A first look at HitFilm 3 Express feels more like editing in the browser than using a full fledged native software tool. It’s free to start with and has the “in-app” purchase feel that resounds through most of our user experiences these days. This is good news for anyone looking for a lighter weight option that may be available one day on a tablet (I predict). The extra “packs” you can buy are essentially for more advanced tasks, but the basic nonlinear editing and sound sync tools are “free” in that they are available for download for the low cost of a Tweet, Facebook, or Google Plus Share. That’s not a lot to ask for some good, simple editing functionality and a great way to have a tool to get started right away. Most systems are strong enough to run it, and there are ways to ease how taxing it is on your computing resources, but you’ll want to make sure to pay special attention to the way you save your final project files to be ultimately distributed to various online channels as to ensure quality.
The overlooked value of this tool makes it a real find. It is simple, yet multifunctional and very cost effective. Originally targeted toward users who are interested in recording their desktop for the purposes of web application or product demonstrations or tutorials, this tool from Telestream joins a whole line of products that make adding video to your content marketing strategy more approachable. We like it for adding quick bumpers to the beginning and end of web recorded interviews over Skype, Blab, or Google Hangouts, since it allows you to record anything happening on your desktop as a layer. A great use for this would be to demonstrate for your customers how to navigate certain portions of your website or to show some features you want to emphasize. You can also record your voice over a slideshow presentation and add music or video content if there are learning elements you want to share with your audience. It’s a great way to take all that subject matter expert knowledge and put it into a format that can be easily deployed, consumed, and shared.
I’ve included Shred here for a number of reasons, mostly because of its unique approach to video editing. Initially designed to serve a market of folks who use “GoPro” style cameras to gather sports or adventure footage, it isn’t hard to see how a business or organization might make use of the tool, particularly in creating an “event wrap up” video. You simply upload your videos and images and their algorithm will produce an edited product for you set to the music of your choice. There are other services that do this--Google and others have all toyed with software that “automagically” creates a finished edited video for you--but most of those have been primarily aimed at the consumer market and generally do not have any ability to adjust the finished product in any way. Shred’s approach is to apply the algorithm and then give you a UI that allows you to adjust the choices it made. This is a novel approach in my book, and I predict it will play a greater role in other media tools being deployed at enterprise media levels such as those available via Videolicious (discussed in a future post.)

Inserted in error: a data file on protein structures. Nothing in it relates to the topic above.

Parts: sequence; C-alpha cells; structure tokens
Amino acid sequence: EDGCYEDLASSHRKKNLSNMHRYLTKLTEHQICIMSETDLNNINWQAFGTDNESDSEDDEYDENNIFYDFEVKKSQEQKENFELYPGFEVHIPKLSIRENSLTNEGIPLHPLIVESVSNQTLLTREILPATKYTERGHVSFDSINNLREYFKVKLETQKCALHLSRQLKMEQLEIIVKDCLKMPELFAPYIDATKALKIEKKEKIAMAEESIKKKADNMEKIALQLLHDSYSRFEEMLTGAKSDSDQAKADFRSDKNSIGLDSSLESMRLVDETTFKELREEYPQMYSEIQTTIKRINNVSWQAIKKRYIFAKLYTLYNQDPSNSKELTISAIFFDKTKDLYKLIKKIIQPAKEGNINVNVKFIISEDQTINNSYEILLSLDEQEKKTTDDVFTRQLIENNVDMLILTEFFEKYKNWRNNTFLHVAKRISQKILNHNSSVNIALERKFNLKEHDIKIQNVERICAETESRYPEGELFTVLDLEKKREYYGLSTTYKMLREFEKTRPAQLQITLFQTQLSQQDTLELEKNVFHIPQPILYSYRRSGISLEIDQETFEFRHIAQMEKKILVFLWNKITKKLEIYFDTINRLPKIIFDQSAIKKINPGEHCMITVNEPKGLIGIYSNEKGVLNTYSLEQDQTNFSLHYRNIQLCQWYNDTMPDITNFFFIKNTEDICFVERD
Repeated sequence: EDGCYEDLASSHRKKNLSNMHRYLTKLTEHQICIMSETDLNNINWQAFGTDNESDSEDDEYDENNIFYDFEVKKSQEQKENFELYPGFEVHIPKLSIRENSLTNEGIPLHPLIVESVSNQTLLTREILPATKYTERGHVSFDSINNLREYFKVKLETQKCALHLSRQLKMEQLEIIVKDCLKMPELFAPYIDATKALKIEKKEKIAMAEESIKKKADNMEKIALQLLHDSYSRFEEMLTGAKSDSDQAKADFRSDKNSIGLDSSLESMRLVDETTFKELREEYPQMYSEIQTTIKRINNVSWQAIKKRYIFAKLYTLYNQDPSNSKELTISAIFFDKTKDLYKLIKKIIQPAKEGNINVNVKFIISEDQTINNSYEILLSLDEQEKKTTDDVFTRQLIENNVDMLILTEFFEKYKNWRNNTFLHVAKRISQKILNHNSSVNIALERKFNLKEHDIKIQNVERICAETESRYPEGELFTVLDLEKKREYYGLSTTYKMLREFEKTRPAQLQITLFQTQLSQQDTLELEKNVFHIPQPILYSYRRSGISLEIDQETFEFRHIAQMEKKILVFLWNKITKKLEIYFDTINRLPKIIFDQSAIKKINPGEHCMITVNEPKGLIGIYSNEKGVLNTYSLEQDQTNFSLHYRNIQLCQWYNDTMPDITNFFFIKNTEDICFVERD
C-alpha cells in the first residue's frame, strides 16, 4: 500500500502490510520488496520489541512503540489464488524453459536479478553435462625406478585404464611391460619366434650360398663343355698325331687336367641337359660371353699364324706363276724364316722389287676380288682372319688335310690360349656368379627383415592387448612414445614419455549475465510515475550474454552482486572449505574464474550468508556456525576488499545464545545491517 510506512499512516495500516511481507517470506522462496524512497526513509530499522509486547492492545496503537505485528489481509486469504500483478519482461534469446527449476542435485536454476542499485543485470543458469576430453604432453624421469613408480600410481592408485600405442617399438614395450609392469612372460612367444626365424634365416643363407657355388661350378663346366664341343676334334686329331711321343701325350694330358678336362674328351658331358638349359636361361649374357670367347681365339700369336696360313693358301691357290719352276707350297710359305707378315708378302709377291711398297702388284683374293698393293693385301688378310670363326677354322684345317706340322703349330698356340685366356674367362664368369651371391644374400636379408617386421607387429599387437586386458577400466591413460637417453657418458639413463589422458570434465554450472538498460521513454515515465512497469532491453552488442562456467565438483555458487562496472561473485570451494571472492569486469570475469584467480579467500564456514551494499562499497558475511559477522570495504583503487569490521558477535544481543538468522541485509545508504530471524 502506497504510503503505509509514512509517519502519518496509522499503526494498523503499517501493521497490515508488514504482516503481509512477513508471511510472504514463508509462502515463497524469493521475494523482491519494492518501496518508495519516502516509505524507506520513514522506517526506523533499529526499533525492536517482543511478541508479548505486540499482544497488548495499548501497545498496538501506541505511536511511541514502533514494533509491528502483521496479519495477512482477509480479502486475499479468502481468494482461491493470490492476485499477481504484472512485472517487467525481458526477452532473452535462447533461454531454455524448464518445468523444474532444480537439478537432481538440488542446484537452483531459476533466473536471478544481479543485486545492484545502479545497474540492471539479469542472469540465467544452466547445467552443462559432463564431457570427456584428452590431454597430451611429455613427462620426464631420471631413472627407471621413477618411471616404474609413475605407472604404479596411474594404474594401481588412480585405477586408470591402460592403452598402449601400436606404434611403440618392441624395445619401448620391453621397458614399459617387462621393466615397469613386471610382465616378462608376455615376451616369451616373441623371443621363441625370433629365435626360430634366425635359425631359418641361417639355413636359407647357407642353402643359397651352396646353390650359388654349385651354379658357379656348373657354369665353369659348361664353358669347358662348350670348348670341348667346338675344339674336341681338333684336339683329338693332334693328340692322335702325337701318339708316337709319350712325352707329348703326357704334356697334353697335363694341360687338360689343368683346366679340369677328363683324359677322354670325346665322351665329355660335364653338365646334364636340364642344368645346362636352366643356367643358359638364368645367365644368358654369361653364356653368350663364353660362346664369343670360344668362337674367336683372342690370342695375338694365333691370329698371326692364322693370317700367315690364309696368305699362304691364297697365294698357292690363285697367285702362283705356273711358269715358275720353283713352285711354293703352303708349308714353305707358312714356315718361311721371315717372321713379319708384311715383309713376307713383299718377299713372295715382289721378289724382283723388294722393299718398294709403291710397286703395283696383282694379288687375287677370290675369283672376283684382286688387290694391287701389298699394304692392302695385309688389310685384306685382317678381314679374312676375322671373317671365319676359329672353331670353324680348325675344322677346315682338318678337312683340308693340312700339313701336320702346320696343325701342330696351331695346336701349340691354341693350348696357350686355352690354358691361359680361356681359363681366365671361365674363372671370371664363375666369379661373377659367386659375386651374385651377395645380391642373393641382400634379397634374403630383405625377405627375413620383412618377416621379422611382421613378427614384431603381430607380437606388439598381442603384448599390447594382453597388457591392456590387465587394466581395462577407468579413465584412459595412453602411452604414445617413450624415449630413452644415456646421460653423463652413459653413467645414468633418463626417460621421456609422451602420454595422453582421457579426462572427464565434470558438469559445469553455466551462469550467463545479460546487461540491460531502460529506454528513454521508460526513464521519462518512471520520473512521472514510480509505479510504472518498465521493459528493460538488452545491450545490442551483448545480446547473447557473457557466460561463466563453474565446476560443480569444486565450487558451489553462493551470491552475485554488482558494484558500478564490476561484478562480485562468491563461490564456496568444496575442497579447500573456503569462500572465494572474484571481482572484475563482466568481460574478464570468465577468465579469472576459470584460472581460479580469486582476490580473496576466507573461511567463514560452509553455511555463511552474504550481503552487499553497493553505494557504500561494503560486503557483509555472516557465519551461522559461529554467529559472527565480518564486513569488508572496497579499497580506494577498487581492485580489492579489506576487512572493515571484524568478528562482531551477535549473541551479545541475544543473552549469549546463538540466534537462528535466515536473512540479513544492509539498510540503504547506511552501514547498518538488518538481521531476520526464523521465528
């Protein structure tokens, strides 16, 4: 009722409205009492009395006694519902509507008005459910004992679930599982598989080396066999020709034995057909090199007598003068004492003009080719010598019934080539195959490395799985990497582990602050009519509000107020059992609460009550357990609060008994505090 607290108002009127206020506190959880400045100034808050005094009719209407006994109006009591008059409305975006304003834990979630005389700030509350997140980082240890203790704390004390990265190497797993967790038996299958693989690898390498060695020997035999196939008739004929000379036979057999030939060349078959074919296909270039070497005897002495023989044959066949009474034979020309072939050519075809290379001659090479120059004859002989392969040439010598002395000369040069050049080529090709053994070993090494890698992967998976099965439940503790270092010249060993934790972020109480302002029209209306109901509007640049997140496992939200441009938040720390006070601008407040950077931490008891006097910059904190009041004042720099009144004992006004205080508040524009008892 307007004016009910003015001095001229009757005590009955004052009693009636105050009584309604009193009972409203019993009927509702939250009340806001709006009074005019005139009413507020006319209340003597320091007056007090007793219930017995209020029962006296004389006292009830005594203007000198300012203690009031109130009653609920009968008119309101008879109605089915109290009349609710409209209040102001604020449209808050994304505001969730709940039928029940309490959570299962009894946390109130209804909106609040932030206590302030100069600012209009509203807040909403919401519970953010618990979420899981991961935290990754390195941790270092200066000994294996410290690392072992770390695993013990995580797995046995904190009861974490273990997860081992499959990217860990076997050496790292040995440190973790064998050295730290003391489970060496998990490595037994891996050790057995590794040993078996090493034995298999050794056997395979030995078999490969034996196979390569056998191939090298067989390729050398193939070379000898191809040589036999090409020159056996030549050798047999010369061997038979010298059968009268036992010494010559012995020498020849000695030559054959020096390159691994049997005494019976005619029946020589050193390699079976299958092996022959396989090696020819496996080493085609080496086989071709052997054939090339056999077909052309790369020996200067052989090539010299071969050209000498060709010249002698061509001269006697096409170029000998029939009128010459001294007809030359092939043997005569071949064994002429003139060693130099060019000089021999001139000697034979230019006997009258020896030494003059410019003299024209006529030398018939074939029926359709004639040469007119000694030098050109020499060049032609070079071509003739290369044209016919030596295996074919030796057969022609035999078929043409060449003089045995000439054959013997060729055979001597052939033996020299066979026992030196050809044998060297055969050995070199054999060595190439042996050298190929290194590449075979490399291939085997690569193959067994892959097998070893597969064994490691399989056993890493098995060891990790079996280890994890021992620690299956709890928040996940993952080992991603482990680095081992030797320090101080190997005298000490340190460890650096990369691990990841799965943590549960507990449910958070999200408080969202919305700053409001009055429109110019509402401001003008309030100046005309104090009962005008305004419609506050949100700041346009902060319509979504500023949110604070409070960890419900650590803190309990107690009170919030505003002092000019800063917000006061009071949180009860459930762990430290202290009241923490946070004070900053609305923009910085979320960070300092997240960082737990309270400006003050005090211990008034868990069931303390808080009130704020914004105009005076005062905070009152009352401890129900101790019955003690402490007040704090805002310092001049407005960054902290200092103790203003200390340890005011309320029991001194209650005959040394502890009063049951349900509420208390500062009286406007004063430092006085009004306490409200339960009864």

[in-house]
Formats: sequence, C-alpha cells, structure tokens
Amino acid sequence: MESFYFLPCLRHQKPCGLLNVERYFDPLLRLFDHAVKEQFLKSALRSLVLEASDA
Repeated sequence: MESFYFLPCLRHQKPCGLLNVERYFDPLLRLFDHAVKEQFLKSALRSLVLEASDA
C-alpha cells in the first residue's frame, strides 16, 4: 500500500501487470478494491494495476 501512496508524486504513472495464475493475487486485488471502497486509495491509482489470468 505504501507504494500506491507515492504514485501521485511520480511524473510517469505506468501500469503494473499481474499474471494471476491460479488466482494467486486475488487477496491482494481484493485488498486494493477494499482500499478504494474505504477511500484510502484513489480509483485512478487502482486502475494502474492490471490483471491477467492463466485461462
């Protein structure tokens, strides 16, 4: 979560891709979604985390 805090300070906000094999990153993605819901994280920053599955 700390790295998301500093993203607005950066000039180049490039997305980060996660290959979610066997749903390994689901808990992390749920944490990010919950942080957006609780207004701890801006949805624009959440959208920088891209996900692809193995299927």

Mac or Windows
Using the free, open-source 3D rendering powerhouse Blender as a video editing tool isn’t exactly the portrait of “simple,” but this mainstay of game and animation designers could solve a number of problems, should you be interested in navigating the learning curve required to make use of all it has to offer. The video editing functionality is easy enough to navigate, however, and the open-source nature of the software makes it among the most cost effective options for any organization tasked with basic video editing.
Mac or Windows or Linux
Lightworks, like HitFilm, is available in a “free” light version (limited by the options you have for the resolution of your final exported video in this case). Also like HitFilm, the experience of using the tool feels much more like using a browser-based video editing tool, but operates more like traditional native software tools than HitFilm in that, like Blender, the ultimate power of the tool makes it more complicated to learn and takes away from it being a “simple” video editing tool.
Shoot for Simple
All in all, if simple is what you are looking for, and your needs don’t go much beyond basic nonlinear clip assembly with some light audio mixing and transitions, it might be a great time to abandon the desktop “native software tools” and dive right into some browser-based tools from the cloud. The experience will likely be more pleasant with a more modern user experience if you are new to video editing. As we've learned, however, dealing with cloud based files and internet connectivity may provide potential frustrations, an experience which we will echo as we discuss mobile app video editing in future weeks.
That being said, next week we’ll take a look at some browser-based tools and see what they have to offer that might make life easier for an organization who is interested in getting some video into their content marketing strategy. Join us for the week after that as we examine the best of what mobile devices have to offer for video editing in a “there’s an app for that” sort of way (made all the more interesting by Adobe’s recent release of their new Adobe Clip app for video editing on both Android and iOS).
Also, stay tuned for future episodes of #OMGVMS and let us know what issues you’d like to address! We'd love to hear from you!